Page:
Some organizations choose to go the route of doing the entire redesign project in-house. Typically, these are organizations that have a strong development team as well as designers. In this approach, the development team understands how to work with the CMS already, or they get trained to work with the CMS before they start developing the new website.
When You Decide to Do It Yourself
Even if the CMS you use to host your website is new to you, you can do all the work to implement the CMS and design and build your web experience, if you have the skills in house to do it. Training in the CMS is required to ensure you understand how it works and how, if necessary, you’ll need to customize it to work for your web experience.
Aside from understanding the technology and having a development team, you also need to have a strong business analyst and solutions architect that works with the various business teams to document all requirements and understand the processes in place to create and manage web content. There may be opportunities to streamline and improve processes as well, and these team members can help identify and define those areas.
Benefits of DIY
The benefits of doing all the work to implement a CMS and build your website internally are clear. You learn the ins and outs of your CMS and how to work with it. You work closely with IT and the business stakeholders to understand their needs and can design a web experience that works with everyone.
By doing the work internally, you also immediately set yourself up to successfully manage the web experience on an on-going basis. You won’t have to worry about waiting for a third-party integrator to assign resources to work with you or do the work for you.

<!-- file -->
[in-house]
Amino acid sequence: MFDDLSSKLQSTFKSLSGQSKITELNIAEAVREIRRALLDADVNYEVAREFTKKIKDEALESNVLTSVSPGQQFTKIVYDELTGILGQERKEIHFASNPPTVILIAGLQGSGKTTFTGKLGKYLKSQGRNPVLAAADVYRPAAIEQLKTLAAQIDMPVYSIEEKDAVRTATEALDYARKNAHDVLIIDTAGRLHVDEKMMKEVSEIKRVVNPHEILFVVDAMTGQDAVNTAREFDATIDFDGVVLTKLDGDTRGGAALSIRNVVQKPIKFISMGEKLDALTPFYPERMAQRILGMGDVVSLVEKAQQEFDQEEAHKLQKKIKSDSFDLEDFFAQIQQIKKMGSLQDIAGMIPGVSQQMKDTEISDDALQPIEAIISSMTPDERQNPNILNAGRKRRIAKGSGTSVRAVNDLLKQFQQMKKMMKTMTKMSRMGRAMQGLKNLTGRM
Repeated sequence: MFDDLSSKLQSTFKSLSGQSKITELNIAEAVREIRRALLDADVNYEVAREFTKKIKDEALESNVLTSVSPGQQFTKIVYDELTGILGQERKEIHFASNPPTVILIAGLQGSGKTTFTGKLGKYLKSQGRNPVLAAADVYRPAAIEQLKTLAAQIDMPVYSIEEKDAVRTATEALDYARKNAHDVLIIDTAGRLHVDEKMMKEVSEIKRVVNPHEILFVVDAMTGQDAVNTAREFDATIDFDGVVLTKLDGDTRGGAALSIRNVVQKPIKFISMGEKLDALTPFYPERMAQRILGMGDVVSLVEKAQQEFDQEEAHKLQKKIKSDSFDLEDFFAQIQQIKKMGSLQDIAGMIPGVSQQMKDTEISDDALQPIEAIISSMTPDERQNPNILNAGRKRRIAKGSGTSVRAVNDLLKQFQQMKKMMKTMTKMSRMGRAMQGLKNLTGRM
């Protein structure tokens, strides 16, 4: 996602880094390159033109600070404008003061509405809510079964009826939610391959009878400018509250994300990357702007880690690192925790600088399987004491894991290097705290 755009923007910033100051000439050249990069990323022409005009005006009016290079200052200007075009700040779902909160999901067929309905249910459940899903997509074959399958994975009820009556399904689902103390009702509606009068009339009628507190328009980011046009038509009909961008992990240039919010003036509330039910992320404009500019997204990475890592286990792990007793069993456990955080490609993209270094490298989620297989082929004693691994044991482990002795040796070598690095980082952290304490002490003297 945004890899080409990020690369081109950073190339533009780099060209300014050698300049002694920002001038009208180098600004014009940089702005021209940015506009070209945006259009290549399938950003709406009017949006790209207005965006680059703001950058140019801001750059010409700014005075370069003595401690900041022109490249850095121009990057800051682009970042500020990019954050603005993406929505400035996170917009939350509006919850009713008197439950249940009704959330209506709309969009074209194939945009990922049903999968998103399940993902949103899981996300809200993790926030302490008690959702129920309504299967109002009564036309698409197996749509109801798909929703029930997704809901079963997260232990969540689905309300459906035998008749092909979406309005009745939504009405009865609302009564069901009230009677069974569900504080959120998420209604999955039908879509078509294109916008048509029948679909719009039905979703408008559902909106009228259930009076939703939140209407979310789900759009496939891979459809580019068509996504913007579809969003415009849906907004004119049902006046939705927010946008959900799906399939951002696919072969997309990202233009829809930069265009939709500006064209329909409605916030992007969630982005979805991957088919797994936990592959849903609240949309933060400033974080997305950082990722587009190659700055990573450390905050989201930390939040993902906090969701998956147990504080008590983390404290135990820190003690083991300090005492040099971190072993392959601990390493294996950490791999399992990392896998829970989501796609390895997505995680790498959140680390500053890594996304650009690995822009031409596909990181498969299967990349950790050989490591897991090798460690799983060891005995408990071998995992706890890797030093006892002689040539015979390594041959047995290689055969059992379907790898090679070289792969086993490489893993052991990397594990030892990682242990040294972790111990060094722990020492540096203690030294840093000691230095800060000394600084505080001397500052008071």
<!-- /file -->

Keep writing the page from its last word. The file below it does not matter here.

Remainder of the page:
What to Watch For
While DIY has many benefits, there are things you should be aware of, especially when it comes to continuing to work with processes that you have always done a certain way. Sometimes, it’s difficult to see another way of doing things when you are so close to the current processes. Content management systems improve over time and can provide the ability to do things in a better way, increasing time to market for new content and features or changes to existing content.
If you decide to do it yourself, you should spend extra time researching and examining the capabilities of the CMS that could help you streamline work.
There is another word of caution to note here. If your organization does not have a strong development team and process, reconsider going this route. According to VOCalis Voice of Customer survey from Digital Clarity Group, organizations that use in-house teams to implement technology have the highest failure rates.
In a blog that discusses the survey results, Scott Liewehr wrote, “Rather than setting the implementation up for failure, why not recognize the extremely critical role that the internal IT team must play in order achieve successful outcomes? In-house IT must partner with the outside agency to bring organization-specific technology and process information into the fold, but they should lean on the experts for the rest.”
There are two more website implementation approachs left to look at – having a vendor implement and co-developing your web experience with the CMS vendor. We’ll look at the benefits and challenges of these approaches next.